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I'm studying the problem of the radiation of an uniformly accelerated point charge:

$$x^{\mu}(\lambda)\to(g^{-1}\sinh g\lambda,0,0,g^{-1}\cosh g\lambda)$$

I found that when a point charge is moving along the $z$ axis with a constant acceleration $g$, the components of the 4-potential can be found using Rindler coordinates:

$$z=Z\cosh g\tau, \qquad t=Z\sinh g\tau \qquad \mathrm{I} $$ $$z=Z\sinh g\tau, \qquad t=Z\cosh g\tau \qquad \mathrm{II} $$ $$z=-Z\cosh g\tau, \qquad t=-Z\sinh g\tau \qquad \mathrm{III} $$ $$z=-Z\sinh g\tau, \qquad t=-Z\cosh g\tau \qquad \mathrm{IV} $$

with the metric

$$ds^{2}=\epsilon(-g^{2}Z{}^{2}\, d\tau^{2}+dZ^{2})+dx^{2}+dy^{2}$$

where $\epsilon=+1$ in regions I and III, and $\epsilon=-1$ in regions II and IV. And the numbers indicate the space-time region: enter image description here

Now, I understand that the potentials obtained with the Rindler coordinates must be equivalent to the Liénard-Wiechert potential, because the change of coordinates (Minkowski->Rindler) is equivalent to change from an inertial frame of reference to an accelerated one. The problem is, the article

Radiation from a uniformly accelerated charge. D G Boulware. Ann. Phys. 124 no.1 (1980), pp. 169–188. Available on CiteSeerX

finds that the components of the 4-potential (Rindler coordinates) are:

$$A_{\tau}=-\frac{eg}{4\pi}\frac{\epsilon Z^{2}+\rho^{2}+g^{-2}}{\left[\left(\epsilon Z^{2}+\rho^{2}+g^{-2}\right)^{2}-4 \epsilon Z^{2}g^{-2}\right]^{1/2}}$$

where $\rho^{2}:=x^{2}+y^{2}$. $A_x=A_y=0$, and

$$A_{Z}=-\frac{e}{4\pi Z}$$

In regions I and II.

My question is: How can I conclude that this components are actually equivalent to the components of the Liénard-Wiechert potential?

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Any GR textbook would give you a full set of rules to perform coordinate tramsforms on motions, fields, potentials, and Maxwell's equations. Then it is just a long simple calculation. And remember, finally you can get something that differs from the sought potential by a pure gauge summand. –  firtree May 13 '13 at 5:28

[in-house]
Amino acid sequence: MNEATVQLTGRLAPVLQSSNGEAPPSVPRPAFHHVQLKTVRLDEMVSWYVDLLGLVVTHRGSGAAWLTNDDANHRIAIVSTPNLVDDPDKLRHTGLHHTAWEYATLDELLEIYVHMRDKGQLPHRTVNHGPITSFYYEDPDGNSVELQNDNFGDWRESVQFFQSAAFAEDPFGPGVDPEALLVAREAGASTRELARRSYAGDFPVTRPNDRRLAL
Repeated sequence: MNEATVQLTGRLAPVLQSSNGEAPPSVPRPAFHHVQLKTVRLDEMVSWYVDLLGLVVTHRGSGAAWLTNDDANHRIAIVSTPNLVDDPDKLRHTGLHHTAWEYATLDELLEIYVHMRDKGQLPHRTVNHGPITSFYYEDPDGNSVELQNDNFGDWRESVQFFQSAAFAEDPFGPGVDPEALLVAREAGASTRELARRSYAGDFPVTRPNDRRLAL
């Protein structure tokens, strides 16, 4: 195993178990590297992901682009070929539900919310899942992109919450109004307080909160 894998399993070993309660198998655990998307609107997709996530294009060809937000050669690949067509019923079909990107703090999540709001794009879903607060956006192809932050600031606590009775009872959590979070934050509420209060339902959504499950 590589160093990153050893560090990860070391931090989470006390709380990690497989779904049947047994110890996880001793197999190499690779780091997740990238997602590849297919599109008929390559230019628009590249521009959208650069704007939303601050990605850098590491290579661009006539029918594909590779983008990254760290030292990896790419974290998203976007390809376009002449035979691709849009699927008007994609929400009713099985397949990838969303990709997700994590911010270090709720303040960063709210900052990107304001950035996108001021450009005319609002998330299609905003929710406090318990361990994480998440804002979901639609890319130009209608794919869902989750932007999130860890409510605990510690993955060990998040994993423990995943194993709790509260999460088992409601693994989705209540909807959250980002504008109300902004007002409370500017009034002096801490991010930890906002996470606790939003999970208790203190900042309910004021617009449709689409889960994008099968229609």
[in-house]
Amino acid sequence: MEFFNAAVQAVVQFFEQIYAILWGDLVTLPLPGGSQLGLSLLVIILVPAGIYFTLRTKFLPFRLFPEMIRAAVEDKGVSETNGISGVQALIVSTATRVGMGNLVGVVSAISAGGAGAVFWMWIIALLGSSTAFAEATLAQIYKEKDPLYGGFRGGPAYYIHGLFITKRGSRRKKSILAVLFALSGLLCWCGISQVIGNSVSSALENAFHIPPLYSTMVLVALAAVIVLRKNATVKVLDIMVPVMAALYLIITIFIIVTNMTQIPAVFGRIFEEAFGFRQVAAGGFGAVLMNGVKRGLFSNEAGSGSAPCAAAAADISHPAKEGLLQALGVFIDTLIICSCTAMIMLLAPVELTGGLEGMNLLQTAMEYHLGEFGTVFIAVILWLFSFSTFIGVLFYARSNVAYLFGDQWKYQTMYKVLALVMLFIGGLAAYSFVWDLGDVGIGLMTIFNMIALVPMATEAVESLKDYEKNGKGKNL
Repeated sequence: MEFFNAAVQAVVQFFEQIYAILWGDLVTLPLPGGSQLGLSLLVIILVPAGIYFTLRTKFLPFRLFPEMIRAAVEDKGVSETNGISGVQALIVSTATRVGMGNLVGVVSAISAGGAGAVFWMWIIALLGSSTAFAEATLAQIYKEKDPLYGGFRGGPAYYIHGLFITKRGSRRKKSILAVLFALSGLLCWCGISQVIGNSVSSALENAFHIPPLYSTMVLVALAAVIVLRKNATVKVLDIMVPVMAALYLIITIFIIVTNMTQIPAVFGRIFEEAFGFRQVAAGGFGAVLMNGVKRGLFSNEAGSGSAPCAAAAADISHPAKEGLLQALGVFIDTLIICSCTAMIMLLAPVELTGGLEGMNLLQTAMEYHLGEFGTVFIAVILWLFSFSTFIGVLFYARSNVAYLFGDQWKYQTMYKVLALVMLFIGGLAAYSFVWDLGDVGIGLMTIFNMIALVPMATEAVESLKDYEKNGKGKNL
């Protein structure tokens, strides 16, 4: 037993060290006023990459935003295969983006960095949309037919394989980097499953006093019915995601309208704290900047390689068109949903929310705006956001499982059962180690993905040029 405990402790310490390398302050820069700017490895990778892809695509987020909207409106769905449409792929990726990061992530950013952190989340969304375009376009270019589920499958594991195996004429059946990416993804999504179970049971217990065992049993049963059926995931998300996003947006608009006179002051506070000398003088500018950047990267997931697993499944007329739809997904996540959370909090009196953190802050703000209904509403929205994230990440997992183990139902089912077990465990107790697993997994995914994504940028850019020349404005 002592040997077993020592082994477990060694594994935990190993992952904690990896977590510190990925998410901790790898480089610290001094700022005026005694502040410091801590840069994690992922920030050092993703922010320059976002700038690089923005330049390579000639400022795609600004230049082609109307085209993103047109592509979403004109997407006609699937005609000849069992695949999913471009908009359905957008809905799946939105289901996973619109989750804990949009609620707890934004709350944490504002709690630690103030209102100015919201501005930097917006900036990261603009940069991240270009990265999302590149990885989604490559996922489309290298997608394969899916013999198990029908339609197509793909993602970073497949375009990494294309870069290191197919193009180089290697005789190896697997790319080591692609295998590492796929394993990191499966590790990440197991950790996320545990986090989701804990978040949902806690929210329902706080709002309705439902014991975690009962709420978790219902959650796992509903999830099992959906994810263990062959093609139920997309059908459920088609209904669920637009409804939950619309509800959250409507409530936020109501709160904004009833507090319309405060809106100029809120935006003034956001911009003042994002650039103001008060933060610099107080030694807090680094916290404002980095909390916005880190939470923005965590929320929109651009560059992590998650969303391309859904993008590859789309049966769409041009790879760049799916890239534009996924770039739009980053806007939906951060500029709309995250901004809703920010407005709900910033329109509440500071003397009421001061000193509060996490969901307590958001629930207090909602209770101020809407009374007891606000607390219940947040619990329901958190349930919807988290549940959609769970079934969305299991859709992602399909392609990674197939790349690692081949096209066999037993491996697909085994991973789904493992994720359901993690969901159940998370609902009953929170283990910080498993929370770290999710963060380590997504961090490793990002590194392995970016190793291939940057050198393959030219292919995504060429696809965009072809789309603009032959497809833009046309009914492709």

@firtree Oh, I think I get it. In this case I must transform the Liénard-Wiechert potential using Rindler change of coordinates and I should obtain the $A_\tau$ and $A_Z$, right? –  Anuar May 13 '13 at 15:26
    
Yes but first you should get the Liénard-Wiechert potential for this particular motion of charge. –  firtree May 13 '13 at 15:39
1  
(Please don't forget @firtree or I'm not notified.) Yes it is possible to consider the charge in the accelerated frame as one uniformly moving (or just stationary) but that does not simplify the work. Now gravitation is present, and the Coulomb's law doesn't hold true! Field lines become "heavy" and "drooping", and finally you have to solve Maxwell's equations for the curved space-time (can be found in your GR textbook) - which is more intricate than the use of the known Liénard-Wiechert potential which is already a solution. Be warned :-) –  firtree May 13 '13 at 16:28
1  
It is not the familiar Coulomb field, actually. It is some different field, though static as well. It is close to the Coulomb field in the close neighborhood of the charge, but the gravitation changes it in the farther regions. You can plot it by some software to get convinced. And, $\mathbf{E}$ is a gauge-independent vector, so no gauge choice could change it. –  firtree Jun 4 '13 at 22:48

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